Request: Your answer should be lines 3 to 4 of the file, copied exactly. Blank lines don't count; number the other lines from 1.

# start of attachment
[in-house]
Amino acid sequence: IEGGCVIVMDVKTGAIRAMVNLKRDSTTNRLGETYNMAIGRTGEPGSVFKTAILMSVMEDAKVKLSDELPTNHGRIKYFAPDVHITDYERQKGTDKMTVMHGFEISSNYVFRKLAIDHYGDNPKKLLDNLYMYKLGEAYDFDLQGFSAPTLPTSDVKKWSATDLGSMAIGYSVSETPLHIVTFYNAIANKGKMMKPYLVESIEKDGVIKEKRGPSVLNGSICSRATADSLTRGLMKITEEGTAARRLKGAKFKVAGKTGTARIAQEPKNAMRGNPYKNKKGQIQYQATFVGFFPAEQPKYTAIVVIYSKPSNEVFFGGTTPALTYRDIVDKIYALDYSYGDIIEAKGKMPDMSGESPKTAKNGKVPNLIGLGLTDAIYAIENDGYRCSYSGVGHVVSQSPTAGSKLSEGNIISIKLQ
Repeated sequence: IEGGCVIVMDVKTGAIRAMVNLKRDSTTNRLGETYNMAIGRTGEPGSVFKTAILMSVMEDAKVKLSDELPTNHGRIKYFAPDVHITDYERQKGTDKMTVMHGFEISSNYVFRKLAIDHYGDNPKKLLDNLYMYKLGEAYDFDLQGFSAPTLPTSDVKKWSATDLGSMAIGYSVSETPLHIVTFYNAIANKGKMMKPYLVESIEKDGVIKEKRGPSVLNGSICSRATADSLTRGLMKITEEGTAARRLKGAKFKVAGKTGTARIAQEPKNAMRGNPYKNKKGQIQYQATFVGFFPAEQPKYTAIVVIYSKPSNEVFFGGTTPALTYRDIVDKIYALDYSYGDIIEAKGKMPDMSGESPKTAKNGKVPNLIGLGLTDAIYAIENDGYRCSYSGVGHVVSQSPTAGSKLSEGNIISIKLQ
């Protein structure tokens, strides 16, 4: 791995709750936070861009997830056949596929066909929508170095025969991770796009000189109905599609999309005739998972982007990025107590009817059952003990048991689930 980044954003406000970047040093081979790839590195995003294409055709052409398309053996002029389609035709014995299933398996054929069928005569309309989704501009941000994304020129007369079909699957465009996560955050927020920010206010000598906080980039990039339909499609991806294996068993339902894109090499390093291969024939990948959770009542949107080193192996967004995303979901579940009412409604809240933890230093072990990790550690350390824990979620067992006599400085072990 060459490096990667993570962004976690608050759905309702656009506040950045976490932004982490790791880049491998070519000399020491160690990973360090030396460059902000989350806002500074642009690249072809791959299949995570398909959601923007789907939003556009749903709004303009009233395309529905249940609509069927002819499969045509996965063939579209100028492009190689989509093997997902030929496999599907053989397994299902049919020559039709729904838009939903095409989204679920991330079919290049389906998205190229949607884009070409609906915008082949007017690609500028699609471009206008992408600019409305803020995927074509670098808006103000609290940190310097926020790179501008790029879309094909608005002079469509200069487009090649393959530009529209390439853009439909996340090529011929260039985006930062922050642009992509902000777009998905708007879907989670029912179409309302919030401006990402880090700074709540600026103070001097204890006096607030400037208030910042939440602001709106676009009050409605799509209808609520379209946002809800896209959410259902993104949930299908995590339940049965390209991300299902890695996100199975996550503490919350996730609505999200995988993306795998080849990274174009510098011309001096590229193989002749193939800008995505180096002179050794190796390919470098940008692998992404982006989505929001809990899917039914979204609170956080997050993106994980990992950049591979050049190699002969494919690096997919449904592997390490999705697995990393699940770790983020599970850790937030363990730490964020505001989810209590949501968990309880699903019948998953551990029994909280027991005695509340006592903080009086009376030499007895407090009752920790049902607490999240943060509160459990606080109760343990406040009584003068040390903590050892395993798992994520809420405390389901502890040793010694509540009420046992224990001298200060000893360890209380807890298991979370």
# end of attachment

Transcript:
Repeated sequence: IEGGCVIVMDVKTGAIRAMVNLKRDSTTNRLGETYNMAIGRTGEPGSVFKTAILMSVMEDAKVKLSDELPTNHGRIKYFAPDVHITDYERQKGTDKMTVMHGFEISSNYVFRKLAIDHYGDNPKKLLDNLYMYKLGEAYDFDLQGFSAPTLPTSDVKKWSATDLGSMAIGYSVSETPLHIVTFYNAIANKGKMMKPYLVESIEKDGVIKEKRGPSVLNGSICSRATADSLTRGLMKITEEGTAARRLKGAKFKVAGKTGTARIAQEPKNAMRGNPYKNKKGQIQYQATFVGFFPAEQPKYTAIVVIYSKPSNEVFFGGTTPALTYRDIVDKIYALDYSYGDIIEAKGKMPDMSGESPKTAKNGKVPNLIGLGLTDAIYAIENDGYRCSYSGVGHVVSQSPTAGSKLSEGNIISIKLQ
């Protein structure tokens, strides 16, 4: 791995709750936070861009997830056949596929066909929508170095025969991770796009000189109905599609999309005739998972982007990025107590009817059952003990048991689930 980044954003406000970047040093081979790839590195995003294409055709052409398309053996002029389609035709014995299933398996054929069928005569309309989704501009941000994304020129007369079909699957465009996560955050927020920010206010000598906080980039990039339909499609991806294996068993339902894109090499390093291969024939990948959770009542949107080193192996967004995303979901579940009412409604809240933890230093072990990790550690350390824990979620067992006599400085072990 060459490096990667993570962004976690608050759905309702656009506040950045976490932004982490790791880049491998070519000399020491160690990973360090030396460059902000989350806002500074642009690249072809791959299949995570398909959601923007789907939003556009749903709004303009009233395309529905249940609509069927002819499969045509996965063939579209100028492009190689989509093997997902030929496999599907053989397994299902049919020559039709729904838009939903095409989204679920991330079919290049389906998205190229949607884009070409609906915008082949007017690609500028699609471009206008992408600019409305803020995927074509670098808006103000609290940190310097926020790179501008790029879309094909608005002079469509200069487009090649393959530009529209390439853009439909996340090529011929260039985006930062922050642009992509902000777009998905708007879907989670029912179409309302919030401006990402880090700074709540600026103070001097204890006096607030400037208030910042939440602001709106676009009050409605799509209808609520379209946002809800896209959410259902993104949930299908995590339940049965390209991300299902890695996100199975996550503490919350996730609505999200995988993306795998080849990274174009510098011309001096590229193989002749193939800008995505180096002179050794190796390919470098940008692998992404982006989505929001809990899917039914979204609170956080997050993106994980990992950049591979050049190699002969494919690096997919449904592997390490999705697995990393699940770790983020599970850790937030363990730490964020505001989810209590949501968990309880699903019948998953551990029994909280027991005695509340006592903080009086009376030499007895407090009752920790049902607490999240943060509160459990606080109760343990406040009584003068040390903590050892395993798992994520809420405390389901502890040793010694509540009420046992224990001298200060000893360890209380807890298991979370």